On being ... an opportunity to think twice

By Ingrid Sapona 

I’ve never considered myself a glass half full type. But, having found a way to put a positive spin on the current bout of inflation, maybe I am an optimist. (In case you missed it, that last sentence was an example of my new outlook: I’m trying to feel confident these high prices won’t last – in other words, that it’s just a bout of inflation.) 

Friends’ reactions to price increases over the past three or four months have been interesting. At first, other than the price at the pump, it seemed my friends didn’t really even notice the price of things going up. Part of the reason may have been that in January and February, what was of more concern was that some things were hard to get. The grocery stores around here seemed unable to get certain items. For example, for awhile it was hard to find cereal. So, when the shelves were finally refilled, paying $5.29 for a box I could have sworn I paid $3.98 for last time I bought it was surprising, but not jarring. Naturally I bought it – I was happy they had it! 

The first time I really took note of the price of groceries going up was when I wanted some mushrooms. I buy them quite regularly and $2.99/lb has been the going price for a long time. Suddenly I couldn’t find whole mushrooms – cremini or white – for under $3.99/lb! Pork tenderloin is another near-staple for me. Around here it goes on sale often – on a rotating basis from store-to-store – so I never used to pay more than $3.49/lb for it. In March or so I noticed the sale flier price was now $4.99/lb. 

When I realized the prices for mushrooms and pork tenderloin were not returning to “normal”, I began paying attention to other items I typically just tossed into my cart. Hmmm… a bag of Smart Food (cheddar-flavoured popcorn, for those not familiar with the brand) … last summer it was $2.79 but now it’s $3.89. Do I really want it? Well, yes, it is our favourite snack on an afternoon sail. What about that can of hard cider that used to cost $2.95. Now it’s $4.10. Do I really want it? Is it that special? And those cookies that used to cost $1.99 a box that are now $2.79. It was always debatable about whether they’re worth the calories, but at this price, it’s much easier to take a pass on them. And what about that spicy edamame and kale dip I had at a friend’s house. Delish! But $4.99 for 8 oz.! Really? Well, maybe as a special treat, I rationalized to myself as I put it in my cart.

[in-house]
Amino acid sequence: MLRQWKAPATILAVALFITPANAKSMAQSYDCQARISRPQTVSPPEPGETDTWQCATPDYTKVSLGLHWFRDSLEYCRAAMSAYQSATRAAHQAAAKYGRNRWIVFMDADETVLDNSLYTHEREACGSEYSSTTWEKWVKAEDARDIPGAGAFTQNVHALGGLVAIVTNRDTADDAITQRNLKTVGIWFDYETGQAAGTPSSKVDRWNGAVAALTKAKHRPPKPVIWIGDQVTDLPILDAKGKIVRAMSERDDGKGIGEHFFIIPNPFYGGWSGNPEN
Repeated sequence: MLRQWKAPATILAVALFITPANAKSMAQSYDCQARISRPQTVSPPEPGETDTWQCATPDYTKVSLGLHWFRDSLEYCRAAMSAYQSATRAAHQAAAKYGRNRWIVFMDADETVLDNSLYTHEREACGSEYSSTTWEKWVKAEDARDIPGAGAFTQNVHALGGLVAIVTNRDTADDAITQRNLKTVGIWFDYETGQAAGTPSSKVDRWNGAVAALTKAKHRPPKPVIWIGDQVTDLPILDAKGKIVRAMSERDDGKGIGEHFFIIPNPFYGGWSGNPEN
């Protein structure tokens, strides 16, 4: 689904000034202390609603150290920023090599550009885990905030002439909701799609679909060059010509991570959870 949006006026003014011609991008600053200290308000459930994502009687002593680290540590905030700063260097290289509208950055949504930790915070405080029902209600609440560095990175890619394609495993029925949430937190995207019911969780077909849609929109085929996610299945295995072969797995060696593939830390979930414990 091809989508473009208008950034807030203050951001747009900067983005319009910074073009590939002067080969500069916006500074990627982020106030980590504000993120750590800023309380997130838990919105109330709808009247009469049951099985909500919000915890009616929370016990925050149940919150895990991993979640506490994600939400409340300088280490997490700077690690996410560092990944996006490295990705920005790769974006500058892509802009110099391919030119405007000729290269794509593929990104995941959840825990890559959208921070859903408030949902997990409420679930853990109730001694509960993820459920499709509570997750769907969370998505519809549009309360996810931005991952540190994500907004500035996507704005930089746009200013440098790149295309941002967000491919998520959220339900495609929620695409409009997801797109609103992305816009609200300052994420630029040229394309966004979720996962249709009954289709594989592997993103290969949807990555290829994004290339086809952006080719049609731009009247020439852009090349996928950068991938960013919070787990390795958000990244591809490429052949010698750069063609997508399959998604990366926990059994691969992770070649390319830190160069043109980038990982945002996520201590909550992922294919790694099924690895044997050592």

I know, considering each item sounds a bit over the top, not to mention time consuming. But so what if it takes a bit longer to shop? Paying more attention to what I buy – and what I’m willing to pay for something – is a good thing, I think. No, it doesn’t necessarily translate into healthier food choices – or even noticeable savings. But for sure there’s nothing wrong with being more mindful about what I buy. So now, though I shake my head every time I look at my grocery bill, rather than get mad, I acknowledge how tremendously lucky I am that food is readily available to me and that I have the means to pay for it. I realize that’s not the reality for untold millions throughout the world. 

As I mentioned, the one cost increase many friends have noticed – and are feeling – is the price at the pump. Regular gas in the Toronto area is about CDN $1.98/litre, which translates to about US $5.85/gallon. So, it’s no wonder that a friend, who I’ve never known to so much as comment on the price of things, complained this week after it cost him $120 to fill up his Audi. It was only in January that a fill up cost him a mere $85. I think I’d complain too... That said, any time a friend who doesn’t have to make a daily commute complains to me about the cost of a fill up, I remind them that they can save money – and the planet – by simply driving less. I’m not sure they appreciate my encouraging them to see the price as reason to assess how badly they want to drive someplace, but that’s a calculation I go through when I’m thinking about heading out somewhere in the car. 

What about you? How are you coping with prices going up and up and up? Have you changed what you buy? Have you switched to cheaper alternatives? Are you trying to get buy with less? Or maybe you’re like me and continually reassessing what constitutes a splurge? 

© 2022 Ingrid Sapona


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